News by Luke Jones on Monday July 28, 2014.
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There have been some pretty monumental shifts in the law regarding unlocked phones in recent years in the US, but none as seismic as this. We have been increasingly heading to the unlocking of devices being legal, whereas now it is a grey area, and today the Cellphone Unlocking Bill has passed through the House and President Barack Obama is going to sign it off.The result of the bill being passed will mean that consumers are free to unlock their smartphones and change carriers at will (outside of contracts). Initially it was legal to do such a thing under a Library of Congress Digital Millennium Copyright Act (DMCA) exemption from 2006 to 2012. Early in 2013 the law changed to make phone unlocking illegal, prompting a wave of protest. Earlier changes at the end of last year meant that the big four US carriers (Verizon, AT&T, Sprint, and T-Mobile) agreed to make it easier for subscribers to unlock their handsets. However, this was only valid once the contract for the device had ended and could only be done with the carrier's aid and consent. Under the proposed new law the carrier contract would still have to be finished, but the carrier consent and aid would not be necessary. That would eliminate the often frustrating experiences the carriers would put in place to stop people unlocking their devices. It would also mean that unlocking away from the carrier would not put the consumer in danger of legal repercussions such as jail or a fine. "This is something that Americans have been asking for and I am pleased that we were able to work together to ensure the swift passage of legislation restoring the exemption that allowed consumers to unlock their cell phones," House Judiciary Committee Chairman Bob Goodlatte said. "The bill Congress passed today is another step toward giving ordinary Americans more flexibility and choice, so that they can find a cell phone carrier that meets their needs and their budget," Obama said. "I commend Chairmen Leahy and Goodlatte, and Ranking Members Grassley and Conyers for their leadership on this important consumer issue and look forward to signing this bill into law." When the laws again come up for review in 2015, new copyright laws may extend to tablets and other devices. source: Reuters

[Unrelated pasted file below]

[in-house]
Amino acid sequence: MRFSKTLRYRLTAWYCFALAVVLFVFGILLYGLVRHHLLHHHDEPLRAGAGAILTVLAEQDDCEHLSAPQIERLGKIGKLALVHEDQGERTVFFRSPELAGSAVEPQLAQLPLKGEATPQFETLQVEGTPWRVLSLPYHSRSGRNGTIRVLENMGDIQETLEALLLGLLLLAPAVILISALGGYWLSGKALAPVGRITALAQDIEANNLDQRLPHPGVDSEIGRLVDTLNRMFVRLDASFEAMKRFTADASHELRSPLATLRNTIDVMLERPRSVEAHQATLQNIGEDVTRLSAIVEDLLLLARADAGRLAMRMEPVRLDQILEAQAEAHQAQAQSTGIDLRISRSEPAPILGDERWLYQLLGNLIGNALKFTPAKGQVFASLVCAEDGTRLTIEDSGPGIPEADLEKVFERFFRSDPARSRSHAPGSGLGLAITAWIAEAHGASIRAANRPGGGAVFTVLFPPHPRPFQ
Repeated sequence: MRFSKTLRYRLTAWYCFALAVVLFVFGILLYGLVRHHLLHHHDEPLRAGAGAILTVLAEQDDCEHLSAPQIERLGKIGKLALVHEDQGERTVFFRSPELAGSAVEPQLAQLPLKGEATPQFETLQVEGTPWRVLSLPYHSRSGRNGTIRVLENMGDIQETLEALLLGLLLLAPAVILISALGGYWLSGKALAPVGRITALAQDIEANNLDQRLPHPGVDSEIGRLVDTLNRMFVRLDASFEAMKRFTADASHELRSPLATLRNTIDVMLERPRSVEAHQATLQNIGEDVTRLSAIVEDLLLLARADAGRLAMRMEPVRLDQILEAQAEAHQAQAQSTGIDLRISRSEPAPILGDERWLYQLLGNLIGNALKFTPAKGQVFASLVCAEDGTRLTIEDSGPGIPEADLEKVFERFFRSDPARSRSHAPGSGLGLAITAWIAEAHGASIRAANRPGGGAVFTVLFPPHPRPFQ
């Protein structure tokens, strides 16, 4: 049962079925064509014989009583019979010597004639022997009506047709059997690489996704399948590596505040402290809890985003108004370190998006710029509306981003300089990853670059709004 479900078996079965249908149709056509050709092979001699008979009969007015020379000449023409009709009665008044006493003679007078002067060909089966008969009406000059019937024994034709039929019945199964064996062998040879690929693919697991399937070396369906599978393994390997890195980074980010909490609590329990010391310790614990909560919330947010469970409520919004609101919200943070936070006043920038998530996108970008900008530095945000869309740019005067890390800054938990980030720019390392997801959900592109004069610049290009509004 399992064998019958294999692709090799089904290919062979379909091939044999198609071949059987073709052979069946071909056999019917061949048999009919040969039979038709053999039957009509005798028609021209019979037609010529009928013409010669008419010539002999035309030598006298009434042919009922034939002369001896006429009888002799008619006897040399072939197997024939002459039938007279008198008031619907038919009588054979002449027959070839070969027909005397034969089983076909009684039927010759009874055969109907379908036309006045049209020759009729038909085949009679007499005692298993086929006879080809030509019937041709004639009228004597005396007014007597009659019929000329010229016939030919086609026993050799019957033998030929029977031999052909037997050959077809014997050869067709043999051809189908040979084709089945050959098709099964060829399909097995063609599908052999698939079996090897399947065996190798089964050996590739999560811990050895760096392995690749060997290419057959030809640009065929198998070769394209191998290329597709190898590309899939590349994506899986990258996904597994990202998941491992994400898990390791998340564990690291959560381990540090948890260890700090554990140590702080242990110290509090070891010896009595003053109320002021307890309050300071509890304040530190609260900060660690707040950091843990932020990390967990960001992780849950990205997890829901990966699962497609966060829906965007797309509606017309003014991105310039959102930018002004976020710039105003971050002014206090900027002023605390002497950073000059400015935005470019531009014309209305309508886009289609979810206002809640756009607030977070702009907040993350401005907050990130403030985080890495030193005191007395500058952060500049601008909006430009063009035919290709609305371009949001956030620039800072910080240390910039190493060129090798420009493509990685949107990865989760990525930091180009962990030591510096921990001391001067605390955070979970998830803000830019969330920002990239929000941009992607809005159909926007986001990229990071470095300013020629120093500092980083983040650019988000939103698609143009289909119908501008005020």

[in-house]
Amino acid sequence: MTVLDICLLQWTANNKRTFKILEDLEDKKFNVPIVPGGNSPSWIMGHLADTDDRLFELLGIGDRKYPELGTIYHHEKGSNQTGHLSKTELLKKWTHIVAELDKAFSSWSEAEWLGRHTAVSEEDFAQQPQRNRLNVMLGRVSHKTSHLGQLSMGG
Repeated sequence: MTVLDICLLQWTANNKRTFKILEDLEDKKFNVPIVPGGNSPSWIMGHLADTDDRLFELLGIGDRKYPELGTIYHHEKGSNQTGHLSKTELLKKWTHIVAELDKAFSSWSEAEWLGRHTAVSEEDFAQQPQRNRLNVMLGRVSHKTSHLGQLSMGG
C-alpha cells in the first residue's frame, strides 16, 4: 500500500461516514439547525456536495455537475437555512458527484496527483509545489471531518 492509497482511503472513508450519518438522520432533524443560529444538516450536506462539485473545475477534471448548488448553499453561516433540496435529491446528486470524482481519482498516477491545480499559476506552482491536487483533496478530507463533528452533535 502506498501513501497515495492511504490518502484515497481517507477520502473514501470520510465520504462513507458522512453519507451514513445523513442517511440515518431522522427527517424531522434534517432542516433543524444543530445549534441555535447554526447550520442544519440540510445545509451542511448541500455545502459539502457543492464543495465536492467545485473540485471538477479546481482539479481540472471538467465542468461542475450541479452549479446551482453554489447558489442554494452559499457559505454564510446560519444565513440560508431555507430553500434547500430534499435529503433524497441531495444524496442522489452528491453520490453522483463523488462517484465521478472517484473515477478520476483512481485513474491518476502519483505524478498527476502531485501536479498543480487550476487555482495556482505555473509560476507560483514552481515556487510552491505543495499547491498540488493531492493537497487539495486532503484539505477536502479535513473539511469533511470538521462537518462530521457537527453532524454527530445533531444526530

Luke Jones is the Managing Editor at MobileBurn.com and is the person you need to speak to about the content on the site. Luke studied creative writing at Glamorgan University before carving out a reputation as a freelance tech writer. He settled here at MobileBurn, where he reviews devices and contributes to the news.